Once students are done reading, ask them, and the class as a whole, what they think is going on in the passage. Then, have students look up their confusing words and phrases in a dictionary or on the Internet. Next to each entry on their lists, they should write a few words or a phrase that explains to them what the confusing word or phrase means. Once students have looked up the words or phrases they don’t recognize, have one or two students read the passage out loud, inserting the definition for each confusing word or phrase. The discussion of what’s going on in the passage should go much more smoothly after this exercise.
2. Know Your Jargon
Split students into two or more groups, and give each group several print or online specialty dictionaries and other reference materials. Each group should use these materials to create five to ten flash cards that have the word printed on one side, but nothing written on the back. Instead, have the students write down the words and their definitions on a separate sheet of paper - their “answer key.” Once each group has finished making its flashcards, have the groups swap cards.
Each group now takes its new deck of cards and dives into its research materials to find the definition of each word, which should be written on the back of the card. Groups may not ask one another where the word comes from, what it means, or which reference they should use to find out what it means. Instead, students should examine the words and discuss with one another which references are most likely to contain the words.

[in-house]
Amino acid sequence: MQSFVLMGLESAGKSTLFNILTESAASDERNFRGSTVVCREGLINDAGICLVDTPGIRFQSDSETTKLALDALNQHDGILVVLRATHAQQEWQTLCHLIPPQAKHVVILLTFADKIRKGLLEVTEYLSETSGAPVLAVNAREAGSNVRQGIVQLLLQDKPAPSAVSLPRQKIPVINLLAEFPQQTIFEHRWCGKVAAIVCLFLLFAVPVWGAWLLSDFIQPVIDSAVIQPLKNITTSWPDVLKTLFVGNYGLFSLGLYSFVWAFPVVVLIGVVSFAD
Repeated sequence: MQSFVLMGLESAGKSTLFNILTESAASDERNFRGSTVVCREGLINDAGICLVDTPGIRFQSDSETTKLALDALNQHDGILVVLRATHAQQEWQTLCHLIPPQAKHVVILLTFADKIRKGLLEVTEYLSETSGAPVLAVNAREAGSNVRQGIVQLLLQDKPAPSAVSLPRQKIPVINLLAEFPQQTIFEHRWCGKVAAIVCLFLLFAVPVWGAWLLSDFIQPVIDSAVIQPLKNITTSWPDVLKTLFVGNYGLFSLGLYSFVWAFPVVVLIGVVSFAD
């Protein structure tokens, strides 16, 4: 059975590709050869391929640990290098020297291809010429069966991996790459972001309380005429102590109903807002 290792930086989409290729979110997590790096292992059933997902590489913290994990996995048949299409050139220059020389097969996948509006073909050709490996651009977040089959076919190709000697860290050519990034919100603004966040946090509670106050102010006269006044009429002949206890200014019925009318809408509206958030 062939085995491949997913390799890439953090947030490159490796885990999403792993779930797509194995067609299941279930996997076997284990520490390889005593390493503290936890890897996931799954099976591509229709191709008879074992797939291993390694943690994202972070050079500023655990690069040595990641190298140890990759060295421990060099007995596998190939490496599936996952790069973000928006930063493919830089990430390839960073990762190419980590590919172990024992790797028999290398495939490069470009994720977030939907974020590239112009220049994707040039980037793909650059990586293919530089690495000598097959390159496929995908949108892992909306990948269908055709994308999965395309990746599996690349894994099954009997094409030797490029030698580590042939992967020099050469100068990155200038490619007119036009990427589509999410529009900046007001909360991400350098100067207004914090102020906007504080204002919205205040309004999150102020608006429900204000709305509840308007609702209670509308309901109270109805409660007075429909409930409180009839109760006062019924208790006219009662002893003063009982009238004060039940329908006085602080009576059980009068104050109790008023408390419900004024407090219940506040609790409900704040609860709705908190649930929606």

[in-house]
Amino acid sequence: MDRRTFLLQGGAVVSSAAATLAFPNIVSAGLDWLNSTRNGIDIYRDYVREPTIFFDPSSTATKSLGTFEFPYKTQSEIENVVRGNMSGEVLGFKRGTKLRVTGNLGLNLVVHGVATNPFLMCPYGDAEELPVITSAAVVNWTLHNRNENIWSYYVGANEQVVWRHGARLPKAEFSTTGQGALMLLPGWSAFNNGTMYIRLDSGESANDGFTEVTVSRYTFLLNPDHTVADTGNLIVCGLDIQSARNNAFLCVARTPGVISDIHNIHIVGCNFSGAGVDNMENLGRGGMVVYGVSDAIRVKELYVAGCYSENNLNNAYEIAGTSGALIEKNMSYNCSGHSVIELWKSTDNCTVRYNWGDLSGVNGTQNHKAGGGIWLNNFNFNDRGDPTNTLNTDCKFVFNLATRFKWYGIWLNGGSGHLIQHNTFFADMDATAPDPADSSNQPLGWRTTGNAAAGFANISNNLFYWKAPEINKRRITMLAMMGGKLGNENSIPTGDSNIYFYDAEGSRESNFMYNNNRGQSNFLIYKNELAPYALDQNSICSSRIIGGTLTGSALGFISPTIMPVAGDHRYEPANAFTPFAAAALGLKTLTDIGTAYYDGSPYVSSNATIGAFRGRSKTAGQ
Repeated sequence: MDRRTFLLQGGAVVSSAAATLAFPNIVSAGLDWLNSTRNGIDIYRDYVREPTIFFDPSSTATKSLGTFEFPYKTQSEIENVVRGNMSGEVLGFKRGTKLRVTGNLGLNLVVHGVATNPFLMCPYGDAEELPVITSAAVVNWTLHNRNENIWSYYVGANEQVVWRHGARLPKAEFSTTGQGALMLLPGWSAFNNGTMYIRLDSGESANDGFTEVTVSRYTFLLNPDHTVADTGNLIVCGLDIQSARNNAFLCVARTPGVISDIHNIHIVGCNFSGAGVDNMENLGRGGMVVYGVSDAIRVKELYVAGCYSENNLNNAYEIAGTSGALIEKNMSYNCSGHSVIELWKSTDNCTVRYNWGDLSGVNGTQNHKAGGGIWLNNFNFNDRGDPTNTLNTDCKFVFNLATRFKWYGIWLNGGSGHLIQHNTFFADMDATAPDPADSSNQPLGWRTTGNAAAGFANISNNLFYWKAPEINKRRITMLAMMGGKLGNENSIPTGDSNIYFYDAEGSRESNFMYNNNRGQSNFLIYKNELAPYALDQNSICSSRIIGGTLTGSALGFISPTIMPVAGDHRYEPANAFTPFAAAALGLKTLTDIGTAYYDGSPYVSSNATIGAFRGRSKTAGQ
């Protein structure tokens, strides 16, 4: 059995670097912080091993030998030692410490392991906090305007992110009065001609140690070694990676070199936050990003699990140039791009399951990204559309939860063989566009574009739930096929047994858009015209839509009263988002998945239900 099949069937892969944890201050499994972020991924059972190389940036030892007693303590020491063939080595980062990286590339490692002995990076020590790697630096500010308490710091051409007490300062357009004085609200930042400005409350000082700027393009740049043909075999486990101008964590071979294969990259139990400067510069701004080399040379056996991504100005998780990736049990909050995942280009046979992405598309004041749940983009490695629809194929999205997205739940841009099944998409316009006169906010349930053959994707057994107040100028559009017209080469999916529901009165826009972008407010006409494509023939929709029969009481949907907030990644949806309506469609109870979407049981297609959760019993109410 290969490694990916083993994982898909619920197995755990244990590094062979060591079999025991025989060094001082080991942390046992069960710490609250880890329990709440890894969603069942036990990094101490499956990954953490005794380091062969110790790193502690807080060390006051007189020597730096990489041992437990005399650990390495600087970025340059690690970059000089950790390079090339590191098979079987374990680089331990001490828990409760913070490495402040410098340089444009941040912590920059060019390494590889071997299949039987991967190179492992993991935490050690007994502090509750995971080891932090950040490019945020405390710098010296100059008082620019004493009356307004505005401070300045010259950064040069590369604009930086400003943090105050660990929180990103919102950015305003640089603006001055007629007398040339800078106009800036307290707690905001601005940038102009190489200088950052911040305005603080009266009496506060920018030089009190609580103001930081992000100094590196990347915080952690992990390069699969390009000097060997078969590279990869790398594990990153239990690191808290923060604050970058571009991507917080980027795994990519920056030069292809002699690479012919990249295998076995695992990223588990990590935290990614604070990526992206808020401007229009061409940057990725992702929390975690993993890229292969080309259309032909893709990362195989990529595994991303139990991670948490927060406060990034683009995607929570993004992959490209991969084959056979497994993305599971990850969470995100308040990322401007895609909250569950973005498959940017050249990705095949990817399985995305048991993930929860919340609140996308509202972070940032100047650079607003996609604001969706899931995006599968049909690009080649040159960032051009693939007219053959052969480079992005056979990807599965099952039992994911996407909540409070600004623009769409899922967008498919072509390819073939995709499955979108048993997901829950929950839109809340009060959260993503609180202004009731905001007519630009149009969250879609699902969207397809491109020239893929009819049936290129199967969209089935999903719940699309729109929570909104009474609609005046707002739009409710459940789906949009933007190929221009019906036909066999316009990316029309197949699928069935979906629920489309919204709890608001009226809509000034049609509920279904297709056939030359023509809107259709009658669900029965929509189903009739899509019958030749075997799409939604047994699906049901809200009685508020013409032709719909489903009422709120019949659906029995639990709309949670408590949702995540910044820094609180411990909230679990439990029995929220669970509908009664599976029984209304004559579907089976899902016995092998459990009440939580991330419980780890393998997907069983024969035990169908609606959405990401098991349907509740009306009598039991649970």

Once the groups are finished defining the words, have each group read its vocabulary words and the definitions the group found out loud. The group that originally made the cards should follow along with its “answer key” to see how closely the second group came to getting the definitions right. Discuss as a class which definitions are right or wrong, which words have more than one definition, and how to decide which reference works are best for finding out what certain words mean.
Quiz 1 QuestionsHere's an example of a quiz that could be used to test this standard.
Questions 1-10 are based on the following passage from Charles Dickens’s Great Expectations.
My father's family name being Pirrip, and my Christian name Philip, my infant tongue could make of both names nothing longer or more explicit than Pip. So, I called myself Pip, and came to be called Pip.
I give Pirrip as my father's family name, on the authority of his tombstone and my sister - Mrs. Joe Gargery, who married the blacksmith. As I never saw my father or my mother, and never saw any likeness of either of them (for their days were long before the days of photographs), my first fancies regarding what they were like, were unreasonably derived from their tombstones. The shape of the letters on my father's, gave me an odd idea that he was a square, stout, dark man, with curly black hair. From the character and turn of the inscription, "Also Georgiana Wife of the Above," I drew a childish conclusion that my mother was freckled and sickly. To five little stone lozenges, each about a foot and a half long, which were arranged in a neat row beside their grave, and were sacred to the memory of five little brothers of mine - who gave up trying to get a living, exceedingly early in that universal struggle - I am indebted for a belief I religiously entertained that they had all been born on their backs with their hands in their trousers-pockets, and had never taken them out in this state of existence.